- 1 % for the planet
- Crystal Down
- Down Codex
- Down Cycle
- Fair Labor Association
- Fair Wear Foundation
- Fjällräven Down Promise
- Green Shape
- Hemp, linen
- Made in Europe
- Made in Germany
- Modal, Tencel, Lyocell
- Mulesing free
- Open Factory
- Organic Cotton
- Organic Leather
- PFC free
- Responsible Down Standard
- Take Care
- ZQ Merino
The textile label Global Organic Textile Standard (GOTS) is an independent, internationally leading standard advocating the sustainable processing of textiles made from natural fibres (e.g. cotton, linen or silk). This standard refers to the entire chain of production and has therefore established strict guidelines for the various production stages. The GOTS guarantees a complete and credible sustainable production, starting with the growing of ecologically produced, natural resources and the environmentally friendly and socially responsible manufacturing, down to a transparent labelling of the final product.
The textile label Global Organic Textile Standard (GOTS) has been developed and initiated by the International Working Group on Organic Textile Standard (IWG). This working group consists of various standard organisations:
- International Association Natural Textile Industry (IVN), Germany
- Soil Association (SA), England
- Organic Trade Association (OTA), USA
- Japan Organic Cotton Association (JOCA), Japan
Eine Auszeichnung mit dem GOTS-Siegel erhalten Naturfaser-Textilien, bei denen in der Produktion und entlang der gesamten Produktionskette auf den Einsatz bedenklicher Chemikalien in der Faserverarbeitung und Textilveredelung verzichtet wurde.
The GOTS-certificate guarantees that on every production stage, including the stage of manufacturing, transport and use, ecological fibres will not be mixed with conventional fibers in any way and or the latter to contaminate the ecological fibres. We choose to us dying colours and aids, that are tested to be neither toxic nor ecologial in any way harmful to human or enironment. According to this the use of toxic heavy metals, formaldehyd, functional nano particles or genetically altered organisms is not permitted. The same goes for accessoiries made of PVC, nickle or chrome. Bleaching is only done in exceptional cases and only with chemicals not consisting of chlor, but oxygen.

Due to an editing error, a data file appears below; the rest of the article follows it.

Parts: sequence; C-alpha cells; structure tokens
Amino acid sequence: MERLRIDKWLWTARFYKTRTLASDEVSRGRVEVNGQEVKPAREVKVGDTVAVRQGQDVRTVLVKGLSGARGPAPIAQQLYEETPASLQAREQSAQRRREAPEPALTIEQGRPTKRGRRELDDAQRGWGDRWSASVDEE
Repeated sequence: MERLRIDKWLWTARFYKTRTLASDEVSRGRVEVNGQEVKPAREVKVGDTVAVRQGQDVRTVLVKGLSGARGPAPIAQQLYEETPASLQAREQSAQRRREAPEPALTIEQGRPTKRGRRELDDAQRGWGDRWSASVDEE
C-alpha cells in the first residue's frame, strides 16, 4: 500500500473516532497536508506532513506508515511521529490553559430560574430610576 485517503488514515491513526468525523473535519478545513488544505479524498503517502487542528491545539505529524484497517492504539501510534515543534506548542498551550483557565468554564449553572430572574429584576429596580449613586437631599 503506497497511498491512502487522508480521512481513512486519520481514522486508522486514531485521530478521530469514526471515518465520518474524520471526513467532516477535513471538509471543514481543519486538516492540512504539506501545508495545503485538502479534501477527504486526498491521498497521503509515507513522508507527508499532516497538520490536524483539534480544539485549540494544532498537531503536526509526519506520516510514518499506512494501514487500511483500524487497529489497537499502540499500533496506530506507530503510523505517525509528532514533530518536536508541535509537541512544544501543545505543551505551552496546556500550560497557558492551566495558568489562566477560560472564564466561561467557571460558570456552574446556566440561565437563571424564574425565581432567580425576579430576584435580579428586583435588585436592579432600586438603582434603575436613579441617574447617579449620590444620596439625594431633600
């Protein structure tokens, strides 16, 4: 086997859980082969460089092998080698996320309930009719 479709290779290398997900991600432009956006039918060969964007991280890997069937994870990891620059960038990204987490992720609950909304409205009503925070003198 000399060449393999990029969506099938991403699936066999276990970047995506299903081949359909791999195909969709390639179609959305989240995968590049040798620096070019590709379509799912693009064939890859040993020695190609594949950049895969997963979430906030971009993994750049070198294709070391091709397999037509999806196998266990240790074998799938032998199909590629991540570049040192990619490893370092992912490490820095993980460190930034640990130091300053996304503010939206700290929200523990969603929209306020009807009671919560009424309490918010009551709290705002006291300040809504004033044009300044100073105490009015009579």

It is especially precisely regulated how the fibres will be processed and which fabric is used for what. With this the possible polution burden of the endproduct can be reduced to a minimum.
Social criteria are part of the GOTS-standards as well and are being reviewed. The GOTS follows the minimum criteria set by the International Labour Organisation (ILO): minimum wage, safe working conditions, free unionization, prohibition of child labour, prohibition of discrimination, against working excessively long hours.
There are two GOTS-labels:
„made of x% kbA/kbT fibres“
This basic labeling all GOTS-product must fulfill: At least 70-95% of all fibres must be originating in certificated organic farming (or farming currently converting to organic farming) or controlled organic animal faming. 30% or less of the fibres are allowed to come from conventional farming or even be synthetic.
„Bio“ and „kbA/kbT“
Textiles with this rather strict GOTS-label must consist of at least 95% certificated fibres originating in organic farming or farming currently converting to organic farming. Only less than 5% of the fibres are allowed to come from conventional farming or even be synthetic.
Independant control insitutes with special accriditation carry out the controls in situ and certificate the manufacturers, processing companies and retailers. This is done on the basis of the GOTS- monitoring systems, to ensure the quaility assurance for textiles with the GOTS label.
The GOTS-label can at present be called the most credible and most comprehensive label for environmentally and socially friendly productions of textiles made of natural fibers world wide. It sets high demands to the entire produktion chain, the controls take place independantly and organises its cerification system in an over all transperant and comprehensible way.
While the environmental criteria can be called very strict, one point of criticism can be made in that the social criteria in parts to not go far enough. They do follow the lead of the International Labour Organisation (ILO), but are in some parts not sufficiently defined (e.g. living wages).